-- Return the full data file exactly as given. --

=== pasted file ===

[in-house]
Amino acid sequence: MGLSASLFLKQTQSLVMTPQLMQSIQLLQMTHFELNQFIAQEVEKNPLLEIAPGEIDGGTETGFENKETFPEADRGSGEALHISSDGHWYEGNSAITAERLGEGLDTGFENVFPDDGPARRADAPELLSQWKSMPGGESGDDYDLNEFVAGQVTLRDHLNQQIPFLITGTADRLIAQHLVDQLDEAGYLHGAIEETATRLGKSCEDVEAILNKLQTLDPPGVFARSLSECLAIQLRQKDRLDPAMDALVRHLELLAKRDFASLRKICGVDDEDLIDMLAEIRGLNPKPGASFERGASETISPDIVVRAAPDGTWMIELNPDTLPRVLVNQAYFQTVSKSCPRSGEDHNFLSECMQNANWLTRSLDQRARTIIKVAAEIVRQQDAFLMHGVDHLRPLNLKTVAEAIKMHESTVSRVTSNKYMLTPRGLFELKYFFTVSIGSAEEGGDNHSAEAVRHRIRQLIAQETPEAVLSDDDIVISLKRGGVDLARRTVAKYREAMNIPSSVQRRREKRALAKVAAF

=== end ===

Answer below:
[in-house]
Amino acid sequence: MGLSASLFLKQTQSLVMTPQLMQSIQLLQMTHFELNQFIAQEVEKNPLLEIAPGEIDGGTETGFENKETFPEADRGSGEALHISSDGHWYEGNSAITAERLGEGLDTGFENVFPDDGPARRADAPELLSQWKSMPGGESGDDYDLNEFVAGQVTLRDHLNQQIPFLITGTADRLIAQHLVDQLDEAGYLHGAIEETATRLGKSCEDVEAILNKLQTLDPPGVFARSLSECLAIQLRQKDRLDPAMDALVRHLELLAKRDFASLRKICGVDDEDLIDMLAEIRGLNPKPGASFERGASETISPDIVVRAAPDGTWMIELNPDTLPRVLVNQAYFQTVSKSCPRSGEDHNFLSECMQNANWLTRSLDQRARTIIKVAAEIVRQQDAFLMHGVDHLRPLNLKTVAEAIKMHESTVSRVTSNKYMLTPRGLFELKYFFTVSIGSAEEGGDNHSAEAVRHRIRQLIAQETPEAVLSDDDIVISLKRGGVDLARRTVAKYREAMNIPSSVQRRREKRALAKVAAF